We are following the syllabus of National Council of Educational Research and Training (NCERT) from this Academic year.
We are in collaboration with EZ Vidya is a company that is engaged in educational research and innovation of educational materials and provides learning solutions to deliver quality holistic education.
It is a channel partner for NGOs and corporate bodies in enabling their socio-educational initiatives including large scale transformation initiatives in the Government school space. It has conceptualized a novel and unique educational program called Chrysalis for school students studying in lower kindergarten (“LKG”) and Upper kindergarten (“UKG”).
The syllabi and textbooks developed on the basis of NCF signify an attempt to implement this basic idea. They also attempt to discourage rote learning and the maintenance of sharp boundaries between different subject areas. We hope these measures will take us significantly further in the direction of a child-centred system of education outlined in the National Policy on Education (1986).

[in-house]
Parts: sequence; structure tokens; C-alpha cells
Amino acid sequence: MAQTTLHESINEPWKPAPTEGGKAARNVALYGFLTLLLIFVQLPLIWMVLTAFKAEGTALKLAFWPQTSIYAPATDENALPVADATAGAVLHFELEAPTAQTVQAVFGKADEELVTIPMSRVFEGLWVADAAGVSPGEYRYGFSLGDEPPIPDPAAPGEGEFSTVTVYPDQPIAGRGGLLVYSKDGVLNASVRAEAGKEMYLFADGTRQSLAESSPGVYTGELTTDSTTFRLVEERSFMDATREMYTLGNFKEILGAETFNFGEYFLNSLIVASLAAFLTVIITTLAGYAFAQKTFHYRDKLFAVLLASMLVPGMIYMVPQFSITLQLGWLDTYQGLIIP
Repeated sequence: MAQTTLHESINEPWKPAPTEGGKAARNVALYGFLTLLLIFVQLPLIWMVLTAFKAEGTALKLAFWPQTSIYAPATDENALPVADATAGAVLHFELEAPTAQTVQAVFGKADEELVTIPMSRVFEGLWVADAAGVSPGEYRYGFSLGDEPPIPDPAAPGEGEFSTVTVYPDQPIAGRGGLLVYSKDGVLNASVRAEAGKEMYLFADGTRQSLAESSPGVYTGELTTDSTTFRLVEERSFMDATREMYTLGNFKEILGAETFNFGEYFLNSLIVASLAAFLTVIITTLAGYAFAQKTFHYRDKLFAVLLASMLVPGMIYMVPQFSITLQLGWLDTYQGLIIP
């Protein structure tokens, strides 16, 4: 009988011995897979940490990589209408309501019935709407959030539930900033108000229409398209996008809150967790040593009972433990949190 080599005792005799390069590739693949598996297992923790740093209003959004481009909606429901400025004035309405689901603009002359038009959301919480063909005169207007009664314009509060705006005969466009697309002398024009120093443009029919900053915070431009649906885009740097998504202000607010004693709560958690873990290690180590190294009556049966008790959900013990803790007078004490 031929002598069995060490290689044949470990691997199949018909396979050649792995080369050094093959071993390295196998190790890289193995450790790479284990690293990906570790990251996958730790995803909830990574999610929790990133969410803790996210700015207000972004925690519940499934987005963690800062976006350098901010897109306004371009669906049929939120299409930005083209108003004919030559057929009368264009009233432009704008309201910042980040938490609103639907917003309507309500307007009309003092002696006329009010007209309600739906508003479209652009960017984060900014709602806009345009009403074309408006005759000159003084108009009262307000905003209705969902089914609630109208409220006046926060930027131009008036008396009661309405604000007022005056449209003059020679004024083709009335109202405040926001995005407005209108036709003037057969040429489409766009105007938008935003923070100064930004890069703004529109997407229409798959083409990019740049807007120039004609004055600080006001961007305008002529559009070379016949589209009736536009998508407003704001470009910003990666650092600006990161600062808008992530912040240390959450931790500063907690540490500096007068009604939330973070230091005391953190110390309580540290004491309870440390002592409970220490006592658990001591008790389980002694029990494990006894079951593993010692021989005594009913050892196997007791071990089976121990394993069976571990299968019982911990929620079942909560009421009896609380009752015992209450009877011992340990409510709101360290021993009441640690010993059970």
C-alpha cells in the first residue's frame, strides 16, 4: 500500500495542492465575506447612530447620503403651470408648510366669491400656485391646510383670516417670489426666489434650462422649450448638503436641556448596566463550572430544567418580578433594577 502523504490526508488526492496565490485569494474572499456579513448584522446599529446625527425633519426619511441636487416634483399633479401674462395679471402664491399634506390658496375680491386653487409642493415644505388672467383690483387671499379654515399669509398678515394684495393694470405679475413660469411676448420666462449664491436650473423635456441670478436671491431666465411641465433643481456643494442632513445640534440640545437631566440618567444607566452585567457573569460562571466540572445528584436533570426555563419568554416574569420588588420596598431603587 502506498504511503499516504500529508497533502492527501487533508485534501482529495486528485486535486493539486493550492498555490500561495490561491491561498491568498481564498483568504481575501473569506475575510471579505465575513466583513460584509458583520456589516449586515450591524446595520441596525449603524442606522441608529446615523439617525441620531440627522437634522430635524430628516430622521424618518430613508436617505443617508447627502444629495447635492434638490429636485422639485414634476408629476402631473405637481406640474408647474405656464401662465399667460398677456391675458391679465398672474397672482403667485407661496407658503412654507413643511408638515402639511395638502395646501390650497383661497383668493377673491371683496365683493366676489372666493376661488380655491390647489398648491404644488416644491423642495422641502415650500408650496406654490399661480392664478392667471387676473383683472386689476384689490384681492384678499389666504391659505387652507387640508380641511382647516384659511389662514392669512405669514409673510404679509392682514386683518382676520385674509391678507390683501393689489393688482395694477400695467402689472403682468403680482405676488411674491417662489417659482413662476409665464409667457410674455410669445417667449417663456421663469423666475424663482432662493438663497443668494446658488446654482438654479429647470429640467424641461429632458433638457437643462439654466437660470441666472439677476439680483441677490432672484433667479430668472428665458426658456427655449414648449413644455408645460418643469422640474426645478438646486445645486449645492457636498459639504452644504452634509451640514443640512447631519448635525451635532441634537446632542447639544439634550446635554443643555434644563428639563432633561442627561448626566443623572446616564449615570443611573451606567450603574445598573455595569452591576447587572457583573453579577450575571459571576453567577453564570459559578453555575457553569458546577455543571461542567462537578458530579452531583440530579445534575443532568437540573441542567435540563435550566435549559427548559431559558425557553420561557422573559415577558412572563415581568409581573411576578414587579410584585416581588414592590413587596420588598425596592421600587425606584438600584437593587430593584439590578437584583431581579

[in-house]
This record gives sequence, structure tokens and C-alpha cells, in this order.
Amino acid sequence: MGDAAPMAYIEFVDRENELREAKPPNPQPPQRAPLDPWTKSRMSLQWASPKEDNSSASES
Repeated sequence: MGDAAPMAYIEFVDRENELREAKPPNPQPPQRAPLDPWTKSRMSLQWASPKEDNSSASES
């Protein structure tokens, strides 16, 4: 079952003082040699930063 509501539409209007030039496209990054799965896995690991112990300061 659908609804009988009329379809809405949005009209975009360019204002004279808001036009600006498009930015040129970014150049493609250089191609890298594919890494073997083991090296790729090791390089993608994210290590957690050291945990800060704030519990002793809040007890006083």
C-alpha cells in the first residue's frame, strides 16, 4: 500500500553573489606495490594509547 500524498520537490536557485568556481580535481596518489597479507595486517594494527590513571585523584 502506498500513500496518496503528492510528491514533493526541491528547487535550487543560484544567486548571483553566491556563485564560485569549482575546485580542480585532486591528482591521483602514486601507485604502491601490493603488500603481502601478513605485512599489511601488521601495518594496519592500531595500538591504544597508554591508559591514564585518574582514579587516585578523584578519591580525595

The national curriculum framework (NCF), 2005, recommends that children’s life at school must be linked to their life outside the school. This principle marks a departure from the legacy of bookish learning which continues to shape our system and causes a gap between the school, home and community.
The school has been imparting education to children and is keen on introducing new and innovative methods of learning for the benefits of its students.
The success of this effort depends on the steps that school principal and teachers will take to encourage children to reflect on their own learning and to pursue imaginative activities and questions. We must recognise that given space, time and freedom, children generate new knowledge by engaging with the information passed on to them by adults.
Treating the prescribed textbook as the sole basis of examination is one of the key reasons why other resources and sites of learning are ignored. Inculcating creativity and initiative is possible if we perceive and treat children as participants in learning, not as receivers of a fixed body of knowledge.